[LAD] State of Plugin API's

David Robillard dave at drobilla.net
Sat Oct 31 19:12:34 UTC 2009

On Sat, 2009-10-31 at 14:05 -0400, Paul Davis wrote:
> On Sat, Oct 31, 2009 at 1:40 PM, David Robillard <dave at drobilla.net> wrote:
> > On Sat, 2009-10-31 at 17:35 +0100, fons at kokkinizita.net wrote:
> >> On Sat, Oct 31, 2009 at 12:08:54PM -0400, David Robillard wrote:
> >>
> >> > ...  This is exactly
> >> > like blaming the shared library mechanism for the fact that there's no
> >> > open source shared library to do realtime granular resynthesis, or
> >> > whatever.
> >>
> >> It's very different. If I want to write a library to do
> >> realtime granular synthesis I don't have to extend the
> >> shared library mechanism first, or write a new dynamic
> >> linker.
> >
> > You don't need to extend the extension mechanism first (I don't even
> > know what this means...) or write a new host either.
> >
> > Shared library, you get a thing by filename, it has code in it.
> > Extension, you get a thing by URI, it has code in it.
> >
> > It is not "very different" at all.
> that's just one side of the equation.
> having found the thing, what gets done with it? there are two things
> with a shared library:

There is a pervasive theme of people criticizing what they do not
understand here.  It is generally not wise to do that ;)

>   * run time linker gets it all nicely set up in the address space of
> the process

Free, since this is all (likely) taking place in memory anyway.

>   * parts of the app call functions in the library API to get things done


There is no other side of the equation because the whole thing is so
painfully simply.  You get your pointer.  Done.

They are both literally just mechanisms to get a pointer to some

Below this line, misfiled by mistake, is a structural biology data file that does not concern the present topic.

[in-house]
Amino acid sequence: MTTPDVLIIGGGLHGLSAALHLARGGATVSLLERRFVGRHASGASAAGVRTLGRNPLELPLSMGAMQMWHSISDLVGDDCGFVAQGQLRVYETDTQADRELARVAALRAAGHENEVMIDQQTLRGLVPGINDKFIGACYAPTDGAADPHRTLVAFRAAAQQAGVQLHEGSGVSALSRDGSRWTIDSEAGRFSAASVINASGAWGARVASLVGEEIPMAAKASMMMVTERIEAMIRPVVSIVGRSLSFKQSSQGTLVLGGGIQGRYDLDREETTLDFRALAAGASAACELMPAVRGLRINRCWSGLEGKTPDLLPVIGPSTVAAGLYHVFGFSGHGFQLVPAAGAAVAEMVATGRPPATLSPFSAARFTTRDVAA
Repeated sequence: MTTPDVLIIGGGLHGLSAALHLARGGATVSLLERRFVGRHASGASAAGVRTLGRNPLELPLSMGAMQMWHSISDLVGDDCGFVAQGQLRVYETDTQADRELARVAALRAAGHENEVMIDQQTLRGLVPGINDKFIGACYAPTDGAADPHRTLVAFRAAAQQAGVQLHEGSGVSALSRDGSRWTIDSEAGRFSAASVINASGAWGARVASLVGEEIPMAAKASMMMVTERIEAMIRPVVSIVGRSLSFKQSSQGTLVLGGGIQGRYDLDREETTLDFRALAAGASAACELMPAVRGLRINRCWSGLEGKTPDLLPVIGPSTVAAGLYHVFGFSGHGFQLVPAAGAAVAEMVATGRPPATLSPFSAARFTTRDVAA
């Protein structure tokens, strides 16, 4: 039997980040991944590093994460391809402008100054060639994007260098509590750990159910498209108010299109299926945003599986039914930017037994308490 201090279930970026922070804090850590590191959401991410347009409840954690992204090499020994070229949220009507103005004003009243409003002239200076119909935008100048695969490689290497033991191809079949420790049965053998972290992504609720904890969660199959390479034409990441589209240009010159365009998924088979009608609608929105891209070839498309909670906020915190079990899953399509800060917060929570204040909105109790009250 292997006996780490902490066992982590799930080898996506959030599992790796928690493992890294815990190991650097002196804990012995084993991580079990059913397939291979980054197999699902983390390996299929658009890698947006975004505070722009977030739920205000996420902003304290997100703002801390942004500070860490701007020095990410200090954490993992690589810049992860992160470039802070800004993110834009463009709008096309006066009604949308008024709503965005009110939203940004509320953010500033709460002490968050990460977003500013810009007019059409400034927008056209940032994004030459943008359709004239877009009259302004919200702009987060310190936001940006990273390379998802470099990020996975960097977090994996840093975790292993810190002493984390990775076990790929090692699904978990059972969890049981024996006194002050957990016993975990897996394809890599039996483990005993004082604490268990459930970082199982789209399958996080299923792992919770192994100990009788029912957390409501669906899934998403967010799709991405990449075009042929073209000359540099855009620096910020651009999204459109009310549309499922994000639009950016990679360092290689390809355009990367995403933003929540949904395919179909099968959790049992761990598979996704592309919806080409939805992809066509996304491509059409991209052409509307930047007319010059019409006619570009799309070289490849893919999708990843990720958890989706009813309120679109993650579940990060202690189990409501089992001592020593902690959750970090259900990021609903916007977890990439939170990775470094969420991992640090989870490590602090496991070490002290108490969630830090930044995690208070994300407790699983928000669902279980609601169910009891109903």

code/data by name.  It's really quite simple...  I'm not sure where this
conception that there's some kind of hard to understand complex
mechanism involved here comes from, but there really isn't at all.
"Mechanism" isn't even an appropriate word, really, it's just a
function.  It's as straightforward as straightforward can be.  Look at
the header:

const void* (*extension_data)(const char * uri);

This is the "extension mechanism" for plugins.  You give it a URI, it
gives you something back.  That's it.  Implementing, and calling, such a
thing is obviously trivial.  The opposite case for adding stuff for the
host to provide for the plugin is similar.

Best practice is to return a struct filled with function pointers (so
things can be added to it without breakage).

In slightly higher level terms, what this allows you to do is add
whatever functions you want to any plugin, in a very easy and
straightforward manner with no bureaucratic overhead or anything else
getting in your way.  Not actually documenting things is obviously
foolish, but feel free, just like shared libraries.  How can this
mechanism possibly be to blame for things not being implemented?
There's virtually no overhead whatsoever to getting the job done, that's
the entire point!

Again, this lets you very easily add whatever functions to a plugin you
want.  There is no voodoo here.  I am not obscuring any details, or
anything like that.  That's really it.  You can add whatever you want,
extremely easily.

Blaming the extension mechanism for such and such not being implemented
is every bit as nonsensical as blaming the shared library mechanism for
the same.  You can easily write whatever functions you want, in either


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